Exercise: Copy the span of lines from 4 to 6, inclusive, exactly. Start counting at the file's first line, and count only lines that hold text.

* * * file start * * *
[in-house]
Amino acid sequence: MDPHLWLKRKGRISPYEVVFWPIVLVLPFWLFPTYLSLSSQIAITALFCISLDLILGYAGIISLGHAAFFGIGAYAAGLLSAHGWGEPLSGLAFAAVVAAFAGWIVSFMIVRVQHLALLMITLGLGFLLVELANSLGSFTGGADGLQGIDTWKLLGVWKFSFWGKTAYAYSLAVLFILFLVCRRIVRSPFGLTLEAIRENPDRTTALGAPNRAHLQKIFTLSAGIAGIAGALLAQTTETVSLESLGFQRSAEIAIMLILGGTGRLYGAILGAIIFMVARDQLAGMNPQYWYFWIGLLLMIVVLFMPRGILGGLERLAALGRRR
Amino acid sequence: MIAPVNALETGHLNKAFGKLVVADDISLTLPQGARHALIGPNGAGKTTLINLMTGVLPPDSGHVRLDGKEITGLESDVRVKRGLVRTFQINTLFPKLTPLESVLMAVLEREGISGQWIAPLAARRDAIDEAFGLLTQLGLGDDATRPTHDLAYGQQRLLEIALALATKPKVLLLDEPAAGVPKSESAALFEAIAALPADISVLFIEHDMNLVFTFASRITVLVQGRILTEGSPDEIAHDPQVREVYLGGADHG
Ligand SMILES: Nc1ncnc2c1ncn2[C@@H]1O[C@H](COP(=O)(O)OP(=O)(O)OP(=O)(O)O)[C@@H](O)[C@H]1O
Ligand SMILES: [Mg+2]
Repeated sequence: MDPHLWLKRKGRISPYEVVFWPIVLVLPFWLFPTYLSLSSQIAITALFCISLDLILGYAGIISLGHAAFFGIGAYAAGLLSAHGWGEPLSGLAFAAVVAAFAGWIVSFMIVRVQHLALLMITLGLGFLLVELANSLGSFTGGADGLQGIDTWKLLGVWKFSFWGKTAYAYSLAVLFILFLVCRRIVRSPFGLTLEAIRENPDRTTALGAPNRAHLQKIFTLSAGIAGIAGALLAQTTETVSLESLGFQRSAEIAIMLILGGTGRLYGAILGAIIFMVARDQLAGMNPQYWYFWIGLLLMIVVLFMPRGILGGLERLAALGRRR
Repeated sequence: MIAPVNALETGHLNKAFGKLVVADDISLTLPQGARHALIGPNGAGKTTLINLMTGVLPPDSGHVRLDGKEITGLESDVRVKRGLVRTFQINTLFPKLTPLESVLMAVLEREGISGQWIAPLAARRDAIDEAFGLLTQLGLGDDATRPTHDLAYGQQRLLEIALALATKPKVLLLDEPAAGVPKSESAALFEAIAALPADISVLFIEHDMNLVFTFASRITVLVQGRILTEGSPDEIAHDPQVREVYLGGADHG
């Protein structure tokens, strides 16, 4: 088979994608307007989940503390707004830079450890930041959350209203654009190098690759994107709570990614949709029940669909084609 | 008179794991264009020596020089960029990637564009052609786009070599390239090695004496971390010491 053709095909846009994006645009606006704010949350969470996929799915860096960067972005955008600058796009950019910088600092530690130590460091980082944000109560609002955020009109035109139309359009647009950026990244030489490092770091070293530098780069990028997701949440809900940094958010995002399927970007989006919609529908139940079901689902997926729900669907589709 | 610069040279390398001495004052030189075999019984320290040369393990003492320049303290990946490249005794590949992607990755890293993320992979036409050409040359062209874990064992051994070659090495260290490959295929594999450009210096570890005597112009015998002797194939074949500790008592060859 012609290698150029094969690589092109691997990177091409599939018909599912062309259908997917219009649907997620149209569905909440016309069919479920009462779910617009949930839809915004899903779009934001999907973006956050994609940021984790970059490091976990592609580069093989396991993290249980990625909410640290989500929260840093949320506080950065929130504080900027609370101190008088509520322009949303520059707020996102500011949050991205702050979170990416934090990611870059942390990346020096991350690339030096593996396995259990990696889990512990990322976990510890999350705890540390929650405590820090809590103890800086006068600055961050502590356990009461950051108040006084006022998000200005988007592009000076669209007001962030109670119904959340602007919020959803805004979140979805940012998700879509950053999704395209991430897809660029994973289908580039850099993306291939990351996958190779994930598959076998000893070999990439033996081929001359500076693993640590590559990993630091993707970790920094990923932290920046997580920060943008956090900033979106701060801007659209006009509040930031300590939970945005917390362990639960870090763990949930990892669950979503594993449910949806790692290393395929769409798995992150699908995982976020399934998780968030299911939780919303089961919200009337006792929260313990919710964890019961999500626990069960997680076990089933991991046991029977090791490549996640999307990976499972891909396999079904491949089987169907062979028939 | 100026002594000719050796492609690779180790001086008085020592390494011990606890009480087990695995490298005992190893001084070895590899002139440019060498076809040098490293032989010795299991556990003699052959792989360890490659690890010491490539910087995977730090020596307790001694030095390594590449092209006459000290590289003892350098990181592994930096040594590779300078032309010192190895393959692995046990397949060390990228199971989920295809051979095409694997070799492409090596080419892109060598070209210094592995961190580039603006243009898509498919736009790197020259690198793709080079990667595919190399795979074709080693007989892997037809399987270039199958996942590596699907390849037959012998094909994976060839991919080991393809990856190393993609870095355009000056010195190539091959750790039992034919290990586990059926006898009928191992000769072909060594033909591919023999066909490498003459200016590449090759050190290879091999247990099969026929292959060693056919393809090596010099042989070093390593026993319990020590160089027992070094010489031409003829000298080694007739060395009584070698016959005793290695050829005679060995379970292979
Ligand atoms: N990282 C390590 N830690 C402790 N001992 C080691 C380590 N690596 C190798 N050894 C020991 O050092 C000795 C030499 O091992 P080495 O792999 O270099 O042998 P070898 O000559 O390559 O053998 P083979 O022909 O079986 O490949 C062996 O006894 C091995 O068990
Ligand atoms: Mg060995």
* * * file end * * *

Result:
Ligand SMILES: Nc1ncnc2c1ncn2[C@@H]1O[C@H](COP(=O)(O)OP(=O)(O)OP(=O)(O)O)[C@@H](O)[C@H]1O
Ligand SMILES: [Mg+2]
Repeated sequence: MDPHLWLKRKGRISPYEVVFWPIVLVLPFWLFPTYLSLSSQIAITALFCISLDLILGYAGIISLGHAAFFGIGAYAAGLLSAHGWGEPLSGLAFAAVVAAFAGWIVSFMIVRVQHLALLMITLGLGFLLVELANSLGSFTGGADGLQGIDTWKLLGVWKFSFWGKTAYAYSLAVLFILFLVCRRIVRSPFGLTLEAIRENPDRTTALGAPNRAHLQKIFTLSAGIAGIAGALLAQTTETVSLESLGFQRSAEIAIMLILGGTGRLYGAILGAIIFMVARDQLAGMNPQYWYFWIGLLLMIVVLFMPRGILGGLERLAALGRRR